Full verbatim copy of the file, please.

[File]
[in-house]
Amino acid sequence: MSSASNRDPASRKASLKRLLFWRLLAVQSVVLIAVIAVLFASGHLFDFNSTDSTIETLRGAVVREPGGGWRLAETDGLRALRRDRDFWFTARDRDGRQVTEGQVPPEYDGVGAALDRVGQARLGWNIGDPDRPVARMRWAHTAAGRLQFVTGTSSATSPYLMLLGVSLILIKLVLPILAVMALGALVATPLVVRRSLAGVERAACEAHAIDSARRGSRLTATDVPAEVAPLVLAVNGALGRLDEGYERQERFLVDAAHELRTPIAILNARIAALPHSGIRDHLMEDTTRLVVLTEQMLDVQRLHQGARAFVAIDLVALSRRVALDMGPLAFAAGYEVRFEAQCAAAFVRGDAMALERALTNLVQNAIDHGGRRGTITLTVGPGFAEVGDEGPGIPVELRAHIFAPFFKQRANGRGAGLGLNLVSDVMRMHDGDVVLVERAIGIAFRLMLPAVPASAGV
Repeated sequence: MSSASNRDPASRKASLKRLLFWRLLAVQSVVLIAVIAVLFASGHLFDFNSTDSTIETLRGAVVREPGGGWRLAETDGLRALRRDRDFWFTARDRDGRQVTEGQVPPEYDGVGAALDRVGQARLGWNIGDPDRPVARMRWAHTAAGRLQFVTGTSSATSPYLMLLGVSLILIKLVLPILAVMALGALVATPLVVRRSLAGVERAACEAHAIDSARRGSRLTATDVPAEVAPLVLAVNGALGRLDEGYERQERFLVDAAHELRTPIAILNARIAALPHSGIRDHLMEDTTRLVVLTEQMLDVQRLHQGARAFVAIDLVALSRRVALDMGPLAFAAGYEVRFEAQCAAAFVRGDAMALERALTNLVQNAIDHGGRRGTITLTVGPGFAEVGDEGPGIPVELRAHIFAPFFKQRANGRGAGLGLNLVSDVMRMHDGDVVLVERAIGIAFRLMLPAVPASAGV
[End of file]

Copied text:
[in-house]
Amino acid sequence: MSSASNRDPASRKASLKRLLFWRLLAVQSVVLIAVIAVLFASGHLFDFNSTDSTIETLRGAVVREPGGGWRLAETDGLRALRRDRDFWFTARDRDGRQVTEGQVPPEYDGVGAALDRVGQARLGWNIGDPDRPVARMRWAHTAAGRLQFVTGTSSATSPYLMLLGVSLILIKLVLPILAVMALGALVATPLVVRRSLAGVERAACEAHAIDSARRGSRLTATDVPAEVAPLVLAVNGALGRLDEGYERQERFLVDAAHELRTPIAILNARIAALPHSGIRDHLMEDTTRLVVLTEQMLDVQRLHQGARAFVAIDLVALSRRVALDMGPLAFAAGYEVRFEAQCAAAFVRGDAMALERALTNLVQNAIDHGGRRGTITLTVGPGFAEVGDEGPGIPVELRAHIFAPFFKQRANGRGAGLGLNLVSDVMRMHDGDVVLVERAIGIAFRLMLPAVPASAGV
Repeated sequence: MSSASNRDPASRKASLKRLLFWRLLAVQSVVLIAVIAVLFASGHLFDFNSTDSTIETLRGAVVREPGGGWRLAETDGLRALRRDRDFWFTARDRDGRQVTEGQVPPEYDGVGAALDRVGQARLGWNIGDPDRPVARMRWAHTAAGRLQFVTGTSSATSPYLMLLGVSLILIKLVLPILAVMALGALVATPLVVRRSLAGVERAACEAHAIDSARRGSRLTATDVPAEVAPLVLAVNGALGRLDEGYERQERFLVDAAHELRTPIAILNARIAALPHSGIRDHLMEDTTRLVVLTEQMLDVQRLHQGARAFVAIDLVALSRRVALDMGPLAFAAGYEVRFEAQCAAAFVRGDAMALERALTNLVQNAIDHGGRRGTITLTVGPGFAEVGDEGPGIPVELRAHIFAPFFKQRANGRGAGLGLNLVSDVMRMHDGDVVLVERAIGIAFRLMLPAVPASAGV